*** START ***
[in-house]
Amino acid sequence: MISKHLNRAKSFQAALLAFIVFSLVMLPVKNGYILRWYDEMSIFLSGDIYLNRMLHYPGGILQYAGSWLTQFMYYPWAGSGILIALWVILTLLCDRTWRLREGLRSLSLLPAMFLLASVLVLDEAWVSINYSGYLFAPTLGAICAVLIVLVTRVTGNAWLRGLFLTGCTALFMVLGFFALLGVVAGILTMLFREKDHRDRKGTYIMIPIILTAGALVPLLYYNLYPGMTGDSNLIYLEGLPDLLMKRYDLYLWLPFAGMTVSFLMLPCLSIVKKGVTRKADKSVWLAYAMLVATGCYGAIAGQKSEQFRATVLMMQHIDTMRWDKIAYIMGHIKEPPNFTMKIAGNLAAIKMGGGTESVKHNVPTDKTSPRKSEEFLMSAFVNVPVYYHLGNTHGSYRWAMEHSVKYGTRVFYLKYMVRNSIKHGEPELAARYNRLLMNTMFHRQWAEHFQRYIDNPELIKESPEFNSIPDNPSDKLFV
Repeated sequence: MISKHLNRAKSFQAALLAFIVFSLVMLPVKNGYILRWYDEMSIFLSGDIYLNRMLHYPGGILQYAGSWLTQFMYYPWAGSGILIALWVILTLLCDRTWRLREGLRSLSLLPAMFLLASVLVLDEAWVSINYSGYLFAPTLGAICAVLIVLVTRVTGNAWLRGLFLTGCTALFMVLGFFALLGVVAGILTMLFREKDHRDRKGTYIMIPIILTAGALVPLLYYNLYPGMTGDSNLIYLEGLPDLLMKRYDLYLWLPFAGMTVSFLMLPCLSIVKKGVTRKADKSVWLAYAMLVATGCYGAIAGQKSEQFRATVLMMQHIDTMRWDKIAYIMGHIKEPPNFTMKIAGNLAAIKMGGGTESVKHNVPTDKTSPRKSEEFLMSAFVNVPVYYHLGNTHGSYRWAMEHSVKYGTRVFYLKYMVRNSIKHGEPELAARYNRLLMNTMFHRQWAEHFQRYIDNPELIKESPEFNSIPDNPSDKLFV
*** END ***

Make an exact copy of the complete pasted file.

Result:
[in-house]
Amino acid sequence: MISKHLNRAKSFQAALLAFIVFSLVMLPVKNGYILRWYDEMSIFLSGDIYLNRMLHYPGGILQYAGSWLTQFMYYPWAGSGILIALWVILTLLCDRTWRLREGLRSLSLLPAMFLLASVLVLDEAWVSINYSGYLFAPTLGAICAVLIVLVTRVTGNAWLRGLFLTGCTALFMVLGFFALLGVVAGILTMLFREKDHRDRKGTYIMIPIILTAGALVPLLYYNLYPGMTGDSNLIYLEGLPDLLMKRYDLYLWLPFAGMTVSFLMLPCLSIVKKGVTRKADKSVWLAYAMLVATGCYGAIAGQKSEQFRATVLMMQHIDTMRWDKIAYIMGHIKEPPNFTMKIAGNLAAIKMGGGTESVKHNVPTDKTSPRKSEEFLMSAFVNVPVYYHLGNTHGSYRWAMEHSVKYGTRVFYLKYMVRNSIKHGEPELAARYNRLLMNTMFHRQWAEHFQRYIDNPELIKESPEFNSIPDNPSDKLFV
Repeated sequence: MISKHLNRAKSFQAALLAFIVFSLVMLPVKNGYILRWYDEMSIFLSGDIYLNRMLHYPGGILQYAGSWLTQFMYYPWAGSGILIALWVILTLLCDRTWRLREGLRSLSLLPAMFLLASVLVLDEAWVSINYSGYLFAPTLGAICAVLIVLVTRVTGNAWLRGLFLTGCTALFMVLGFFALLGVVAGILTMLFREKDHRDRKGTYIMIPIILTAGALVPLLYYNLYPGMTGDSNLIYLEGLPDLLMKRYDLYLWLPFAGMTVSFLMLPCLSIVKKGVTRKADKSVWLAYAMLVATGCYGAIAGQKSEQFRATVLMMQHIDTMRWDKIAYIMGHIKEPPNFTMKIAGNLAAIKMGGGTESVKHNVPTDKTSPRKSEEFLMSAFVNVPVYYHLGNTHGSYRWAMEHSVKYGTRVFYLKYMVRNSIKHGEPELAARYNRLLMNTMFHRQWAEHFQRYIDNPELIKESPEFNSIPDNPSDKLFV